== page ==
Hmmm, how interesting. They rose up against Raúl Alfonsín, the interim president of the time, who guided Argentina back to democracy. That’s the same Alfonsín that a certain troll here couldn’t bring himself to show a modicum of respect for in death. Surely not because he actually made a stab at trying to bring some right-wing military scum to justice?And of course, there’s that name. Aldo Rico. He certainly wasn’t the only baddie in the bunch; there were, heaven knows, enough others besides him. But there he is. And the widow of one of his partners-in-crime has been in contact with the scummy ex-prefect of Pando, under the pretext of being journalists. With credentials from a newspaper, no less. They visited him in jail. What do you suppose the “interview” was really about? Surely not to plan some paramilitary terror operations against Evo, similar to those against Raúl Alfonsín back in the day? Yep, these sure are interesting times, in the most Chinese-curse-y sense of the word. And bound to get more so before this case closes.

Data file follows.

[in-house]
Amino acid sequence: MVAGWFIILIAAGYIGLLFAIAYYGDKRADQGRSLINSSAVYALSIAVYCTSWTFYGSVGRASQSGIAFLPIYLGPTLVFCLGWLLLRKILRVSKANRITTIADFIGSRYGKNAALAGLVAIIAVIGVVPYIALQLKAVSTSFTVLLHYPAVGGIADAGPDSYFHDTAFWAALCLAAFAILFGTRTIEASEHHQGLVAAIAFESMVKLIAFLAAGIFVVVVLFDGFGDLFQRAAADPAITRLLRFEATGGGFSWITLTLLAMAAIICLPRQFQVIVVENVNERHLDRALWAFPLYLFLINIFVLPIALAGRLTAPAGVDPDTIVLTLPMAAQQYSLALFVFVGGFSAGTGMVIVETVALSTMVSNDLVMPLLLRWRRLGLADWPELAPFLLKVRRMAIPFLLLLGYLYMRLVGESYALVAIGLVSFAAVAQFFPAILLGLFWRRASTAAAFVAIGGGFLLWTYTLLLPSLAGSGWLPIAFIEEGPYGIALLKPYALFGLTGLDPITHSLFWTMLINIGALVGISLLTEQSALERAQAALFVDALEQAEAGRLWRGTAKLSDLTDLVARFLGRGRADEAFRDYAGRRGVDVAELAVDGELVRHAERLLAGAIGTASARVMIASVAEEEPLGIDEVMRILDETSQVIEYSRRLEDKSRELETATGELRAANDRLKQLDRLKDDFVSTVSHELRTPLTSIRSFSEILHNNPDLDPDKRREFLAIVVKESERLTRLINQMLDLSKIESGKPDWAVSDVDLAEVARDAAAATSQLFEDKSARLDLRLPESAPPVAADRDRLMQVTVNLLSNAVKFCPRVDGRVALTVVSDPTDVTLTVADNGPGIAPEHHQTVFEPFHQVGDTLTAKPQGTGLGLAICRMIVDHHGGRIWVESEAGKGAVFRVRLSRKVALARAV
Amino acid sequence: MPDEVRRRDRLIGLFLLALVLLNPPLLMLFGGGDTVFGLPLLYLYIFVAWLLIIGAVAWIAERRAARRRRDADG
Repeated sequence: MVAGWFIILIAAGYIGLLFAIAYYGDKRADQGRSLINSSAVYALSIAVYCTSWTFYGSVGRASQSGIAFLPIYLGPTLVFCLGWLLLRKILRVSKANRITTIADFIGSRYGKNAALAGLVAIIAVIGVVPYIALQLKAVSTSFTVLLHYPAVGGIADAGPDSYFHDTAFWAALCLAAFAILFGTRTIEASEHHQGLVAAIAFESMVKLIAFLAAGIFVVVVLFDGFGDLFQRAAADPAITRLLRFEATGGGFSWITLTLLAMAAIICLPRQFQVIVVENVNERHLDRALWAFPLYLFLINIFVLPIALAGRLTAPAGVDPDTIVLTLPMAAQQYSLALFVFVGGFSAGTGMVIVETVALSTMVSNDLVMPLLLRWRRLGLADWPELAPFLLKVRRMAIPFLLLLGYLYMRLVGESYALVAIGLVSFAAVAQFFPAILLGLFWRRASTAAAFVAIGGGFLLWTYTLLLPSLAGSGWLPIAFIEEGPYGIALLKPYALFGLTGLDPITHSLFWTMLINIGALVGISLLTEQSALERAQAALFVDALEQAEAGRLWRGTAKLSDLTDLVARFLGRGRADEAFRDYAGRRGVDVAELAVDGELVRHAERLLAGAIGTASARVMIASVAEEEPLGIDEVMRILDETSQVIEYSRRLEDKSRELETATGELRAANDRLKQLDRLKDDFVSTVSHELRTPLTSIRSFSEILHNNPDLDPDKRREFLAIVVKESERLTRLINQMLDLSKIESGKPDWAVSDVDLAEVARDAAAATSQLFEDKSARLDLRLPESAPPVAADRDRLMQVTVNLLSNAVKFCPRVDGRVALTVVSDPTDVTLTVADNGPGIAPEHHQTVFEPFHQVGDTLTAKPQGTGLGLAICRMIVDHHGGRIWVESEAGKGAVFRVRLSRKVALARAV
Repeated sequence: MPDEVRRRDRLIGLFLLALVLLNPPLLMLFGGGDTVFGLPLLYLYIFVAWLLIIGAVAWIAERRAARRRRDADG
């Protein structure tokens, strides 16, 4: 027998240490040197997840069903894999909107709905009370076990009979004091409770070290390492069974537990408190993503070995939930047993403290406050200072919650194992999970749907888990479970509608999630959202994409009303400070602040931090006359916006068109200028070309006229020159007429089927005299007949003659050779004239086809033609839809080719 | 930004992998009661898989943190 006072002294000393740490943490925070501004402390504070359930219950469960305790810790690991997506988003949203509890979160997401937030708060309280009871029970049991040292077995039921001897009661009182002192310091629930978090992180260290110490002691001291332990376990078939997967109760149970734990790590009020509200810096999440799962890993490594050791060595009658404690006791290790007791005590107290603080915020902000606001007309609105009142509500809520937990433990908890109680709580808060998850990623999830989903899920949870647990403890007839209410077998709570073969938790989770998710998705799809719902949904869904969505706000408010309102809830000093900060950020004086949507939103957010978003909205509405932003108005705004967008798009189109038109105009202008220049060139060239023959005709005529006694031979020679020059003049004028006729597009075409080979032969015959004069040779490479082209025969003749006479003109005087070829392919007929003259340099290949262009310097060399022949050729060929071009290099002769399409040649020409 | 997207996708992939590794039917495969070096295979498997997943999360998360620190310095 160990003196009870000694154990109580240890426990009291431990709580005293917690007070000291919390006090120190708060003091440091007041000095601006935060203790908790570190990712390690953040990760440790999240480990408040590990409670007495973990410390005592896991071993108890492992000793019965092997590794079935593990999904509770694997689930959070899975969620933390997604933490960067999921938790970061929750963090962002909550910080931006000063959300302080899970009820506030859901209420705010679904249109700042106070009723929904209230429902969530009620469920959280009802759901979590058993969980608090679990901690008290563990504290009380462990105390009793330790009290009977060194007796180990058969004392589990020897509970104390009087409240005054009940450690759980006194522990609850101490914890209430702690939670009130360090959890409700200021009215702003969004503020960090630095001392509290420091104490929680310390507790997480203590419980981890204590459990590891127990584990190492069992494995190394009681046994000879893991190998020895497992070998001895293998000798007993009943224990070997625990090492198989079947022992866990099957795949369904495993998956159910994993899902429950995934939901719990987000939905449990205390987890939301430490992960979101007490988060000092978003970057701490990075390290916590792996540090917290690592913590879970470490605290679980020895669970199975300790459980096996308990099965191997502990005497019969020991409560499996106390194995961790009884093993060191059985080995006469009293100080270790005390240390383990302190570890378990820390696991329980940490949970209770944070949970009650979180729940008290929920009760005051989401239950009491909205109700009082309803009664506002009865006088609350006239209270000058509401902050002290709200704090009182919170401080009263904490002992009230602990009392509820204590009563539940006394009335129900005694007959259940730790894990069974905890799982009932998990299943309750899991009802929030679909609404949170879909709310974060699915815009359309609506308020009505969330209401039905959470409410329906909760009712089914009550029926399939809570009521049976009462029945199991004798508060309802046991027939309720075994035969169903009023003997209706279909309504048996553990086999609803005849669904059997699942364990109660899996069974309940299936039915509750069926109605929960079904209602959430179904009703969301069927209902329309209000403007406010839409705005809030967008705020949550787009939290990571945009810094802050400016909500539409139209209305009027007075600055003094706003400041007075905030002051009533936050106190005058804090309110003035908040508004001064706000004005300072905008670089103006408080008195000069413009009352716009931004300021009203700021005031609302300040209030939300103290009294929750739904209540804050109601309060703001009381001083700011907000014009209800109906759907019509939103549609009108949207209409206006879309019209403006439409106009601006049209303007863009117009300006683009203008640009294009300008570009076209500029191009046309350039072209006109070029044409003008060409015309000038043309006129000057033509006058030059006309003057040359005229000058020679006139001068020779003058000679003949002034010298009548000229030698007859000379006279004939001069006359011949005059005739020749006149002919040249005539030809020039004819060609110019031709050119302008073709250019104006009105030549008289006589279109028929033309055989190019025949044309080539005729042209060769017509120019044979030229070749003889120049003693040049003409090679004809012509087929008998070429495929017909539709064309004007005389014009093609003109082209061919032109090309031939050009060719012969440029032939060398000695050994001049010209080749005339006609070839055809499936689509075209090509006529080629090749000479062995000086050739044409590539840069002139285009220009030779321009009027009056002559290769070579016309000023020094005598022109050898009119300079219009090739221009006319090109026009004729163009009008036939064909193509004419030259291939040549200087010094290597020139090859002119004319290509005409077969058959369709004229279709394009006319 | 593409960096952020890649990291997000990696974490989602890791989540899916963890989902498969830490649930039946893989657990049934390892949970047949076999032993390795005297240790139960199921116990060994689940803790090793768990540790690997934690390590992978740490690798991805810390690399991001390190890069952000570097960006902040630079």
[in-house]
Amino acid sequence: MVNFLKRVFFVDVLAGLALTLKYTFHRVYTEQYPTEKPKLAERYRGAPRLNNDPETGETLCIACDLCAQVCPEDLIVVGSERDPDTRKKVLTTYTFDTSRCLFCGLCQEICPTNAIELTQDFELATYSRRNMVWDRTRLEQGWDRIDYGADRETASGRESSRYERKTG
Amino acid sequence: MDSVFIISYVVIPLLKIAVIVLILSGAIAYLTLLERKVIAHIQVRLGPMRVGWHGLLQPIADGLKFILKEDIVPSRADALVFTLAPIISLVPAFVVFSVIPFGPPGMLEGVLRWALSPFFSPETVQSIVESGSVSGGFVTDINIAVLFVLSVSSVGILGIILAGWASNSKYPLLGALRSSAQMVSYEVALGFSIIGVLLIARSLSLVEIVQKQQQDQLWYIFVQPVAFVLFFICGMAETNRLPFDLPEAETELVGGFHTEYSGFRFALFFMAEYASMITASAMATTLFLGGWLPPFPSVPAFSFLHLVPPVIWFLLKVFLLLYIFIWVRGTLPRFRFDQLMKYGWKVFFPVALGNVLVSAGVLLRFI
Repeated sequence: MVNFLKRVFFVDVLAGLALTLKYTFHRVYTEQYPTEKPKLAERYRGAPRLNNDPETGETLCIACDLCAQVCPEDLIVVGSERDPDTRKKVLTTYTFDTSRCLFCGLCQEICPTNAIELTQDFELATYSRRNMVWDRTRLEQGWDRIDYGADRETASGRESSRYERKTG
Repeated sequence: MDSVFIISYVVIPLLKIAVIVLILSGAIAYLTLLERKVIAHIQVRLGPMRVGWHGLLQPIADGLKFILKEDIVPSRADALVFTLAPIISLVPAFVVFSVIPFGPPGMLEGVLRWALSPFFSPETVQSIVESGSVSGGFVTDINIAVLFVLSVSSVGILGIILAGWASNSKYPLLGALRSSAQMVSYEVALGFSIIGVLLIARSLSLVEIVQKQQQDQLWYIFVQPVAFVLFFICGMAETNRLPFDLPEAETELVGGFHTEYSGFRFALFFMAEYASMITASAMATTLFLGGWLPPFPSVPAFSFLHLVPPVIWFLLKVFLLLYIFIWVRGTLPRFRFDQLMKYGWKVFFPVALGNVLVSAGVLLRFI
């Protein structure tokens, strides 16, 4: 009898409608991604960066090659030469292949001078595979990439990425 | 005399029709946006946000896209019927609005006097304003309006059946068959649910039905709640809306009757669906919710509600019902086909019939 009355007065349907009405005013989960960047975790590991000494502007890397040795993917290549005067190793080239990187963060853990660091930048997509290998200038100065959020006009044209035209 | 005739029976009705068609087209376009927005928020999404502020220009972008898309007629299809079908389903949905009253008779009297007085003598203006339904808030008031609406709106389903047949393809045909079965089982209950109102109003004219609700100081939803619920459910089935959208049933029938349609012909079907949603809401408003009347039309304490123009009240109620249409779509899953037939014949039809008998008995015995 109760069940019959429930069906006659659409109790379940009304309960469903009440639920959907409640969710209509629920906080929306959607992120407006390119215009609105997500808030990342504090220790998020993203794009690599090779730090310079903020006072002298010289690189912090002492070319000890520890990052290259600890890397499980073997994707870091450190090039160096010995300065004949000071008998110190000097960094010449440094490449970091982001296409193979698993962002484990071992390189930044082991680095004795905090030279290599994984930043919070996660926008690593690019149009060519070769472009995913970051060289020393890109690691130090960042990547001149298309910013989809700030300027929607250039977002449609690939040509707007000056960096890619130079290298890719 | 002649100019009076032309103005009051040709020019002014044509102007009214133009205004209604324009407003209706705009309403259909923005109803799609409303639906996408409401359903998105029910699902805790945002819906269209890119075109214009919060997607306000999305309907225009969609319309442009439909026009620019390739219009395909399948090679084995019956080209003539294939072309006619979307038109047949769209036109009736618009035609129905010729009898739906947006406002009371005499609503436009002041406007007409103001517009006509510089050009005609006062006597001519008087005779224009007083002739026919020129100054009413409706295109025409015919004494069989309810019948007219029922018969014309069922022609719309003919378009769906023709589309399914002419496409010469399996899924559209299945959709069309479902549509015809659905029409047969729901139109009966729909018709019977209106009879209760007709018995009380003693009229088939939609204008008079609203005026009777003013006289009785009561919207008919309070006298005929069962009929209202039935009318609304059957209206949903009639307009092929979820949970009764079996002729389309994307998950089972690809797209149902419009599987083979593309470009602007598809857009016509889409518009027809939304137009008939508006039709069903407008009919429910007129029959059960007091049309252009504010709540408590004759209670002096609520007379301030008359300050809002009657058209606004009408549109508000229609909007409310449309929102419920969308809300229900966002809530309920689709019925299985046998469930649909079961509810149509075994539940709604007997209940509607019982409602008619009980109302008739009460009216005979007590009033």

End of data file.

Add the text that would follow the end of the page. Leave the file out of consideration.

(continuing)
The Carapintadas (English: Painted Faces) were a group of mutineers in the Argentine Army, who took part in uprisings during the presidency of Raúl Alfonsín in Argentina.In December 1986, the Ley de Punto Final (Full Stop Law) was introduced. This law set a 60-day deadline for the victims of the country’s Dirty War to file complaints against members of the military and police suspected of human rights abuses.On April 15, 1987, military personnel headed by Lieutenant Colonel Aldo Rico staged a series of barrack uprisings demanding that the trials of those not exempted under the law be aborted. The mutineers were all seized, but only two arrested.The Carapintadas revolted again under Rico’s command in January 1988 in Monte Caseros. They surrendered a few days later and 300 of the mutineers were arrested. Another uprising took place in on December of that year, when members of the Albatros special unit, led by Mohamed Alí Seineldín, took control of the military barracks in Villa Martelli. They were later followed by around 1,000 troops of the three armed forces. The mutineers surrendered days later, but only Seineldín and Major Hugo Abete were arrested. Several of the mutineers demands were conceded by the government.On October 1989, president elect Carlos Menem signed a pardon for a number of detained military men; including 39 held by events during the military government, and 164 Carapintadas. In spite of this, on December 3, 1990 Seineldin again staged an uprising, which ended with several deaths and 300 arrested. A few days later, Menem signed the pardon for all the most important people convicted for misdeeds during the Dirty War.